Thursday 07 Dec 2023
By /
main news image

KUALA LUMPUR (March 4): The median savings of the Employees Provident Fund’s (EPF) Bumiputera and Indian members have dropped significantly, following the multiple Covid-19 pandemic-related withdrawals totalling RM145 billion over the past two years.

Bumiputera EPF members saw a whopping 70% drop in median savings to RM4,900 as at December 2022, from RM15,500 as at April 2020, while Indian EPF members’ median savings declined 40% to RM14,900 from RM25,700 during the same period, said EPF chief executive officer Datuk Seri Amir Hamzah Azizan at a media briefing to announce the fund's 2022 financial performance on Saturday (March 4).

“The Chinese community is pretty well grounded as they continue to contribute to their retirement savings," he said.

Chinese EPF members' median savings stood at RM45,200 as at December 2022, down 1% from RM45,800 as at April 2020.

"For us, we cannot allow more withdrawals, because the base has now gotten too low for some groups," said Amir Hamzah.

In terms of income groups, Amir Hamzah said the median savings of EPF members in the bottom 40% group (B40) were hit the most, falling 70% to RM577 as at December 2022, from RM2,434 as at April 2020. This was followed by the middle 40% group (M40), whose median savings declined 34% to RM19,926, from RM30,113 over the same period.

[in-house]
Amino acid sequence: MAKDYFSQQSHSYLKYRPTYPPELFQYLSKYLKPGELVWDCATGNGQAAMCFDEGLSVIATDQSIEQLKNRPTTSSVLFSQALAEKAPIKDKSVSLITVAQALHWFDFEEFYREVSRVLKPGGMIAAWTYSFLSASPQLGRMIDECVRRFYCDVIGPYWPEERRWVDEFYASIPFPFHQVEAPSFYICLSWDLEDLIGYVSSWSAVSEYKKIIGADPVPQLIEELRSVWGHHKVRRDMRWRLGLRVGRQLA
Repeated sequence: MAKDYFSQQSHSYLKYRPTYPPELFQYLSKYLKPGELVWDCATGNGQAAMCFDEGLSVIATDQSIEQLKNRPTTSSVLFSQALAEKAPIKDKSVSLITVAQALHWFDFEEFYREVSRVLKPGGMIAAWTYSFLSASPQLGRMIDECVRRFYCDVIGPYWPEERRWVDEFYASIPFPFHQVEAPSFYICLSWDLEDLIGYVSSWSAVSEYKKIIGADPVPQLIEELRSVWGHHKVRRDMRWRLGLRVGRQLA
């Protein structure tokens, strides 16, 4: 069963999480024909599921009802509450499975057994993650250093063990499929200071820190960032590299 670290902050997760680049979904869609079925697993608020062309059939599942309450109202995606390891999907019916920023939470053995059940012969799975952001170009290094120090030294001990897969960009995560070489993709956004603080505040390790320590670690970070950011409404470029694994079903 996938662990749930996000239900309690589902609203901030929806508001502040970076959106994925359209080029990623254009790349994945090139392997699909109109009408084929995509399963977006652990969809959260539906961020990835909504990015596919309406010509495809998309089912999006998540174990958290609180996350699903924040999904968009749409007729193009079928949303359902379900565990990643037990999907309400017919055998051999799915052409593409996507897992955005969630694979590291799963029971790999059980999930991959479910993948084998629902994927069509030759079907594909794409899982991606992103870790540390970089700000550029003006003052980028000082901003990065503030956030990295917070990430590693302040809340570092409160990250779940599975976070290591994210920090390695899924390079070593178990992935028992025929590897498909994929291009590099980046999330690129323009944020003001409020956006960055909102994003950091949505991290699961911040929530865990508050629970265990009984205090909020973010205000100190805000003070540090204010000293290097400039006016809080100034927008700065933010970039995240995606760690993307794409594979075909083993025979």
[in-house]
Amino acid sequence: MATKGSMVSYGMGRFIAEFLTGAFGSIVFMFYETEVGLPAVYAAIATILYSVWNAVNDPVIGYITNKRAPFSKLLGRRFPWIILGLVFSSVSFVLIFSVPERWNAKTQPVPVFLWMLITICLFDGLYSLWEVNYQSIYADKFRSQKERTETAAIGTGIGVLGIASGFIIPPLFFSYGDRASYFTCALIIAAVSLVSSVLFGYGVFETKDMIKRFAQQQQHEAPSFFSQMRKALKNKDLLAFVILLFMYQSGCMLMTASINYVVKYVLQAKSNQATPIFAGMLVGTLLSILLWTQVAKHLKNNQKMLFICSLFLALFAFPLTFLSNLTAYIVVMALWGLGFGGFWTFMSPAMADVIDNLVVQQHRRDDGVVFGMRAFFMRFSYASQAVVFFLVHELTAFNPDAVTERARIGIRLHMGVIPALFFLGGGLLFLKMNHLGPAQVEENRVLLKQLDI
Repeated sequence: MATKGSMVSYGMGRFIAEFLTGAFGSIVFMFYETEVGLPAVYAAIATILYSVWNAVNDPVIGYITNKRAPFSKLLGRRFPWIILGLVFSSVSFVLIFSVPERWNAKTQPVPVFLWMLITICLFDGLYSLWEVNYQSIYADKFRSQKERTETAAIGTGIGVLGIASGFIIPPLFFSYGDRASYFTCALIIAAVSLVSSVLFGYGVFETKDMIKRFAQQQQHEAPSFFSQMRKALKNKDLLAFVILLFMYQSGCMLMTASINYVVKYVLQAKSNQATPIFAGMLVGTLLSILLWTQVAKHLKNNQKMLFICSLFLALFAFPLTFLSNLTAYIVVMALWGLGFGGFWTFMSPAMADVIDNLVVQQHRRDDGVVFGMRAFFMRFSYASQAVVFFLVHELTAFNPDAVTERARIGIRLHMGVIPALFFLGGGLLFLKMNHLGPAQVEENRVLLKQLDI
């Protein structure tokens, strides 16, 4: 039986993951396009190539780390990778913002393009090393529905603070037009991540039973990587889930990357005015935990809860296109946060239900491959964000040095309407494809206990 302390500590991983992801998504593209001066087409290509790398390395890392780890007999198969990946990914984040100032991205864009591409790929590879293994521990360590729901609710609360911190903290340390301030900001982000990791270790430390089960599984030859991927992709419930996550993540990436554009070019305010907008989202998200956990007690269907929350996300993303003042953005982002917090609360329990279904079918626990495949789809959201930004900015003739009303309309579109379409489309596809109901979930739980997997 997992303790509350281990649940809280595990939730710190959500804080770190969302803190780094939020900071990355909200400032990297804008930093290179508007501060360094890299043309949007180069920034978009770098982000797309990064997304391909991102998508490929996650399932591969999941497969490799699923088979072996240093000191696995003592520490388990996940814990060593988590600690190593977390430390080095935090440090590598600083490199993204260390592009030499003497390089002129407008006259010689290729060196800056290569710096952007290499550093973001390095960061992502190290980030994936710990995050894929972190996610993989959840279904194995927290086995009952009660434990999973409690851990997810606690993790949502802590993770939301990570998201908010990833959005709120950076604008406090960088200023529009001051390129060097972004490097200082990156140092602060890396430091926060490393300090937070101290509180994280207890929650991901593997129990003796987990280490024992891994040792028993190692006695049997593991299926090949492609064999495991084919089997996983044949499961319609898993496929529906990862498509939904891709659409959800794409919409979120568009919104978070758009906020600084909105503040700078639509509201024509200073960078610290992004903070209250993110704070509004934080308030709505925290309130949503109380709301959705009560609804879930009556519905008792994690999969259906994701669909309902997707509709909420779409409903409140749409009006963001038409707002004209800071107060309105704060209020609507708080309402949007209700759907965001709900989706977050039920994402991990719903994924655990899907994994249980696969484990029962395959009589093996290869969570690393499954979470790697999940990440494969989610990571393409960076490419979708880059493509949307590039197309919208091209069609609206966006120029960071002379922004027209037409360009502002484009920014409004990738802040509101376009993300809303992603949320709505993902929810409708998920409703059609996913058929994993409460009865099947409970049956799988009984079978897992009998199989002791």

The top 20 group (T20), meanwhile, managed to grow their median savings by 9% to RM152,964, from RM140,440 previously.

The B40 and M40 had 5.2 million members each contributing to the fund, while the T20 had 2.3 million EPF members.

Meanwhile, Amir Hamzah pointed out that the low-wage structure is one of the factors causing inadequacy of retirement savings.

Other factors include inconsistent contributions from EPF members and low financial literacy.

“From the survey we have been running for years, we have seen that finance literacy in Malaysians remains very low," he noted.

To illustrate this point, he said EPF members' financial literacy rate stood at 29%, while Malaysians in general stood at 36%, which was lower than neighbouring countries such as Singapore, whose population had a financial literacy rate of 78%.

Edited ByKang Siew Li
      Text Size